A degree of essential skills?
Recently we have offered our dear, valued readers a number of quite nuanced posts, tackling sensitive issues and asking some big questions. From debate on frankly ridiculous referendum guidance, to the problems facing all at Dale Farm, to equalities monitoring information, we’ve tackled it recently.
However, today is a return to a simple, straightforward old school rant, so if this is not your thing then look away now and come back tomorrow.
Todays rant takes us back to a pet topic of mine, and was brought up as I delved into a new shared drive area, which thanks to the vaguaries of ICT randomly became available to me. It covered recruitment, and laid out a dozen or more job descriptions which had been recruited to over the past few years. As I looked through them they covered a wide range of work areas, and required a huge range of skills and experience. But do you know what sat at the top of each person spec, regardless of the job or grade?
“Educated to degree standard”
Some added an “or equivalent” at the end of that short sentence, but regardless it invariably sat there in black and white, usually followed by the capital ‘E’ for essential.
What does this even mean?! It doesn’t appear to matter whether or not the degree was in any relevant area or subject, how well they did, what university they went to or when they did it, just that at some point in their life they studied and got that precious slip of paper. By inference, if you chose for whatever reason not to go to university then obviously you are not capable of fulfilling that role.
I am firmly of the point of view that what qualifies you to do your job or potentially take on a different role are your skills and experience. Being knowledgable and capable is what should matter, rather than the few years you may have spent getting a Desmond fifteen years ago in an unrelated field. The academic process is not the most important element of study, it is the skills and knowledge you pick up along the way. If you choose to do this through a degree level of study then all is well and good, but too often excellent candidates are put off because they chose to gain these skills and experience in different ways.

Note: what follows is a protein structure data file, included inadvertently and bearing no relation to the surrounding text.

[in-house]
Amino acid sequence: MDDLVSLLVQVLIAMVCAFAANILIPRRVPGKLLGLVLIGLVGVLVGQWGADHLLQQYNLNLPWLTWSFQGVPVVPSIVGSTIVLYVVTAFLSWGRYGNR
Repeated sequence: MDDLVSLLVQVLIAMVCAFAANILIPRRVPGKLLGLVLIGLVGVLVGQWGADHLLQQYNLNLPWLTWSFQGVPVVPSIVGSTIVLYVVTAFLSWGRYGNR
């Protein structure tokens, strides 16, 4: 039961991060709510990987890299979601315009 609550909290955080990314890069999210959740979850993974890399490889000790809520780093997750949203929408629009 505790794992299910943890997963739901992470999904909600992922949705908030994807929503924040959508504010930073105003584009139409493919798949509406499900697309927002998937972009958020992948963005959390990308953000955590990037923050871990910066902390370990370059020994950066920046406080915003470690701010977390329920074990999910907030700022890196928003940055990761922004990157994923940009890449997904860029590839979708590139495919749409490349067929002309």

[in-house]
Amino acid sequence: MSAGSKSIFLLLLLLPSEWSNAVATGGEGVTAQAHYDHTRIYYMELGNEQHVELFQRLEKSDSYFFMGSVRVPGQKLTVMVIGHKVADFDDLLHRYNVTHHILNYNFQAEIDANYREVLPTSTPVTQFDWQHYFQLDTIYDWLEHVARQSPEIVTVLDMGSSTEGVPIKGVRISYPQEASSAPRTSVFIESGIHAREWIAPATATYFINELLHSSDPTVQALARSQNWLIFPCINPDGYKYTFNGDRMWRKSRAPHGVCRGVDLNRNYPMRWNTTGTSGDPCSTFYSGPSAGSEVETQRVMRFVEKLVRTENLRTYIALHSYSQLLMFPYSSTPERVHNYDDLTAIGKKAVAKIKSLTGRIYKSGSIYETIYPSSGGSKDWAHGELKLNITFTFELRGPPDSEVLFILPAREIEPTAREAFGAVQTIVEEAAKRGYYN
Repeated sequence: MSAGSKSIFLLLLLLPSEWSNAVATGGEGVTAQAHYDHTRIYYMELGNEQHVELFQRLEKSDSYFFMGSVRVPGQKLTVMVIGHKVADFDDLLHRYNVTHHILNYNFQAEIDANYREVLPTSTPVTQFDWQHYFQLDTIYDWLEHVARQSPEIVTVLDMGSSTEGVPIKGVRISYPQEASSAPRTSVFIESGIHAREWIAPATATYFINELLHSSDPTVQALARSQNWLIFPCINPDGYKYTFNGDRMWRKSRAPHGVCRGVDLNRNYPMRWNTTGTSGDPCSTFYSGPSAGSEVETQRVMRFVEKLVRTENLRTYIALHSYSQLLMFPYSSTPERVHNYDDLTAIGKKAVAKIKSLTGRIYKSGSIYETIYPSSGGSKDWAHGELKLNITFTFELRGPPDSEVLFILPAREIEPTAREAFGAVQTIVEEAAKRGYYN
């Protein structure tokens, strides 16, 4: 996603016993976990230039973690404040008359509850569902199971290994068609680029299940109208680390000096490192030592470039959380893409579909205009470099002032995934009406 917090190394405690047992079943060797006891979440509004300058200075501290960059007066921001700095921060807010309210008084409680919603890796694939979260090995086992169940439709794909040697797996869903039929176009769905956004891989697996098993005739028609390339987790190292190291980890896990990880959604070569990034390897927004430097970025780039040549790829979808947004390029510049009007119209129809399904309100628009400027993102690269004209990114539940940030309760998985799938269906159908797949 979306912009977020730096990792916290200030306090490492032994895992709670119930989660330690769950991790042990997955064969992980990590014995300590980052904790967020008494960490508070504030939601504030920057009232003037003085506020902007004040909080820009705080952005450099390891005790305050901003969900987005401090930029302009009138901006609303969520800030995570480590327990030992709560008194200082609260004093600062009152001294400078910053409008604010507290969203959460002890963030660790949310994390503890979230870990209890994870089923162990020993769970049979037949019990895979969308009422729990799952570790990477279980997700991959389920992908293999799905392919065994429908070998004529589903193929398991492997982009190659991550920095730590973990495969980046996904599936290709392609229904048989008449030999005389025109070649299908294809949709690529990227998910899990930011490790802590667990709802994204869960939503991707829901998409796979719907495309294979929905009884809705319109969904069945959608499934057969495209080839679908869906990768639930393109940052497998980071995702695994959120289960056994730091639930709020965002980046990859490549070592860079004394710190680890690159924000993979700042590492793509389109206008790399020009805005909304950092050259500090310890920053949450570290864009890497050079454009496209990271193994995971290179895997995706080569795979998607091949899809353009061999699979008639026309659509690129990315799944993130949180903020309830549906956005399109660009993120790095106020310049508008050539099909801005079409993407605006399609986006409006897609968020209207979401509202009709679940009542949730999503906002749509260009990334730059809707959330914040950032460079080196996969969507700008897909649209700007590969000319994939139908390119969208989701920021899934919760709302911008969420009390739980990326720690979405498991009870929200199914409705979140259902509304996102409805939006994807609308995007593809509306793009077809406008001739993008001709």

Some of the brightest, most capable and skilled officers I’ve ever met have been through various degree programmes themselves, from the under-pressure NGDP scheme to various local schemes. Their time studying exposed them to new ideas and concepts, and allowed them to build up a rich layer of theoretical knowledge before putting this into practice as they start or continue their local government careers.
Some of the most self-obsessed, arrogant, incapable officers I’ve ever met have been through various degree programmes as well. Their time studying made them believe they were better than others around them, and gave them a level of theoretical knowledge but no ability to even begin putting this into practice. They rely on the letters after their name (invariably adding the letters to their e-mail signature as well) to encourage others to show them the respect and deference they feel they deserve.
To be fair and balanced, exactly the same can be said of those who have not studied or got degrees of their own. Some have spent the time in employment, actively gathering skills and experience and building networks to develop their talent whilst sometimes picking up some theoretical knowledge to challenge themselves. Others have bumbled their way through, ignoring valuable lessons and thinking that they don’t need to try to learn in order to get better, relying simply on surviving longer than others to progress.
Study can do an awful lot of good, and should be encouraged. Study in related local government fields will be of long term benefit to individuals and the sector, so should also be encouraged. Using just any academic achievement as a filter does no justice to the work put in by strong candidates and filters out others who have chosen to take a different route. By all means, ask candidates for a job to prove they have knowledge and theory to back up their practice, but stop making it an essential requirement for just about any post over a certain level. This simply stops talented officers from progressing as their equals do.
We need all the good staff we can get these days, regardless of their academic standing. The sooner we learn this, the better.
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